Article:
C-RAD FAQs


Learn a little about who we are and how we work via review of our commonly asked questions and our replies.

Our FAQs


Colorado Rapid Avalanche Deployment is a 501(c)3 non-profit organization that focuses on the training, preparation, and validation of avalanche deployment teams for successful search and rescue in Colorado. C-RAD offers in-house training opportunities, as well as scholarship funds for our members to attend external avalanche rescue courses. Our organization is NOT a fielding organization, which means that our members must be affiliated with an organization that provides the opportunity to field during a deployment. Examples are ski patrol teams, county search and rescue groups, and the local sheriff’s office.

A validated C-RAD team consists of 3 members: an avalanche dog, the avalanche dog handler and an avalanche technician. The dog and handler duo are validated through C-RAD, which ensures they’re able to interview a reporting party appropriately and efficiently, while also clearing a mock avalanche field of an unknown number of buried victims within an allotted amount of time. The avalanche technician is trained in the Incident Command System and is able to execute avalanche rescue using a beacon, RECCO device and extrication tools at a highly proficient level. This person is also able to operate as site commander, and oversees all tasks and information relevant to the rescue. Traditionally the three members deploy together, working in support roles or as primary rescuers, and can relay information and needs back to an incident command.

In Colorado, all backcountry rescue efforts are ultimately the responsibility of the county’s sheriff’s office; therefore, any resource desiring to field on a mission should have a working relationship with their sheriff’s office to properly deploy in their county or be available to respond on mutual aid to another county.

If you are with a sheriff’s office or a search and rescue team, the first step would be to identify any validated teams within your county at the local rescue/patrol programs level. We can help by providing contact information for our members who have validated through C-RAD and are working in your area.

If no validated teams are available within your county and its affiliated organizations, then a request for mutual aid from a neighboring county could be made through their sheriff’s office or search and rescue team.

C-RAD is happy to support any fielding organization in identifying and vetting teams within their area that are validated through C-RAD.

All C-RAD members are affiliated with a professional rescue organization. These organizations include ski patrol teams, search and rescue groups and county sheriff’s offices. See our list of affiliated organizations to identify which are actively involved with C-RAD. Most affiliated organizations have a C-RAD in-house point of contact who can provide more information on its level of involvement.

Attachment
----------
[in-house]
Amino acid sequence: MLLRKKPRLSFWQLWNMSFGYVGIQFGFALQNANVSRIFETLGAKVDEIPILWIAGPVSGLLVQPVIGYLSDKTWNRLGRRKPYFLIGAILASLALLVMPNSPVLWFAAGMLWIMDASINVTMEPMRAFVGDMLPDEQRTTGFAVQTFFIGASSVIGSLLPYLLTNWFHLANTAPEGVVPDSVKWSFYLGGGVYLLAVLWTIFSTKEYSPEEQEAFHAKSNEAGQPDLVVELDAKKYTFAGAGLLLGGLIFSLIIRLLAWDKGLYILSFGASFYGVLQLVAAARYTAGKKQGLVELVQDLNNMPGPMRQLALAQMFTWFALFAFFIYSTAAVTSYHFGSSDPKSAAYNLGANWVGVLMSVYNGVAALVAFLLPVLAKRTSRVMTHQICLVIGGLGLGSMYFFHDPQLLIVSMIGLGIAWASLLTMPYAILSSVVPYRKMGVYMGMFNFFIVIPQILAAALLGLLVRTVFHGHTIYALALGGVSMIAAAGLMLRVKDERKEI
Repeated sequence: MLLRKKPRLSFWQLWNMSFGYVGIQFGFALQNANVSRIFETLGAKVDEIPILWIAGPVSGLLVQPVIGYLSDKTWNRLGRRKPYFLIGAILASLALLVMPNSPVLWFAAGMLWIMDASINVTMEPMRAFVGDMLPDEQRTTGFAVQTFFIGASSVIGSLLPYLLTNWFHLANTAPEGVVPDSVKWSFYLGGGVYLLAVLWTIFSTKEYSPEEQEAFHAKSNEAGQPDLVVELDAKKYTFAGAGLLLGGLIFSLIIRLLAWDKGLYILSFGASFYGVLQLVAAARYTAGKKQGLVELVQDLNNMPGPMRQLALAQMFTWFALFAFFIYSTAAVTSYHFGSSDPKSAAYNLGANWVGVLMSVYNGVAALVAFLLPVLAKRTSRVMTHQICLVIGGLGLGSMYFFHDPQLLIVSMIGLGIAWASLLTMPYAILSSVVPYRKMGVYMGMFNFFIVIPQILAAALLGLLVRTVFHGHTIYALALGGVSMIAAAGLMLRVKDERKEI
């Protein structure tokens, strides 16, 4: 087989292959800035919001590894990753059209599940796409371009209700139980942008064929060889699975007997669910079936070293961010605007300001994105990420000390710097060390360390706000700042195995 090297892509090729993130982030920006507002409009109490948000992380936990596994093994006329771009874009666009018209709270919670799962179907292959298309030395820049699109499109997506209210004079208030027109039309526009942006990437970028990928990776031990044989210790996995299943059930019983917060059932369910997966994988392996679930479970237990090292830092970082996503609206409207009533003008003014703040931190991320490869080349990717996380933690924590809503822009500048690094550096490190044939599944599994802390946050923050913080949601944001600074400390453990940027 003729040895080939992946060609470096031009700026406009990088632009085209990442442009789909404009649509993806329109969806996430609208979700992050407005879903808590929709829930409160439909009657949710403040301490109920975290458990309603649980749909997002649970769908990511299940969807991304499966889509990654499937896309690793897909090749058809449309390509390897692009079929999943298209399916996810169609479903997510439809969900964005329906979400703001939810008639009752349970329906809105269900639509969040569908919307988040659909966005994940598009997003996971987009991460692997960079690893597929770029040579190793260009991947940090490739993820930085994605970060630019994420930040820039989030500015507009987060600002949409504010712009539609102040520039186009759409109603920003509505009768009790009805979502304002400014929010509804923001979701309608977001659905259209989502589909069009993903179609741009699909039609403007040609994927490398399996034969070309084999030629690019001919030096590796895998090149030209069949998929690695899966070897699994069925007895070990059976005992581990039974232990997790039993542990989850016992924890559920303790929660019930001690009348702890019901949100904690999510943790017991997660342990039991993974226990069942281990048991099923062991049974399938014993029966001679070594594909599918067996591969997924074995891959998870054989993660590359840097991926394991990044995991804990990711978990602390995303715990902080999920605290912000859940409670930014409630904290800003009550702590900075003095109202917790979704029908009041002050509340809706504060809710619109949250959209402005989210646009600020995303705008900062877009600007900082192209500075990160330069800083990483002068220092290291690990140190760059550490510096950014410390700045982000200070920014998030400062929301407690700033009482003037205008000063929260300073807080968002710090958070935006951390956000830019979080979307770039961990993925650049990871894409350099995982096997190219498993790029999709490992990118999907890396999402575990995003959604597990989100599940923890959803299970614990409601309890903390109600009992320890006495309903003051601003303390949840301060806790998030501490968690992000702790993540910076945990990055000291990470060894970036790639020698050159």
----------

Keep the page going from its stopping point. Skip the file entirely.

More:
The best way to get directly involved with C-RAD is to first become more involved with an affiliated organization. Once you’re in good standing, each organization will have an in-house process on when and how they would like their people to integrate with C-RAD.

C-RAD is a large group of dog lovers. Even though we believe every dog is a good dog, not every dog is born to be a working dog. Over time, the process for selecting and developing working dogs has evolved and become an art, backed by scientific evidence supporting certain breeds and personality traits. “Drive” is our biggest trait, which is the dog’s energy and desire to complete the task it is being asked to do. Successful working dogs have a high drive to complete their task, and for our dogs, that is finding avalanche victims. Most handlers work extensively with their breeder through interviews and meet and greets to find the dog that fits best with their lives and the life of a working dog.

Our C-RAD teams have had great success with a variety of breeds, many in the sporting or working dog lines. Labrador Retrievers, Golden Retrievers, Collies, Aussies, and Shepherds are the top breeds of our C-RAD dogs. They all have unique personality traits associated with their breed that makes them a perfect fit alongside their handlers.

Within the C-RAD program, all dogs are owned and cared for by their handlers. Our affiliated organizations have different levels of support for their dogs and handlers, but ultimately the dogs go home with their handlers and live with them in the evenings and days off.

An immense amount of time and energy goes into establishing the bond between a handler and a dog. Although it’s extremely generous for someone to consider giving a dog to our program, we do not have the ability to receive a dog to be trained in the program without a present handler. To become a handler, you must first be a C-RAD member or be involved with one of our affiliated organizations. If you are a breeder who would like to provide a dog for an aspiring handler, please contact us directly.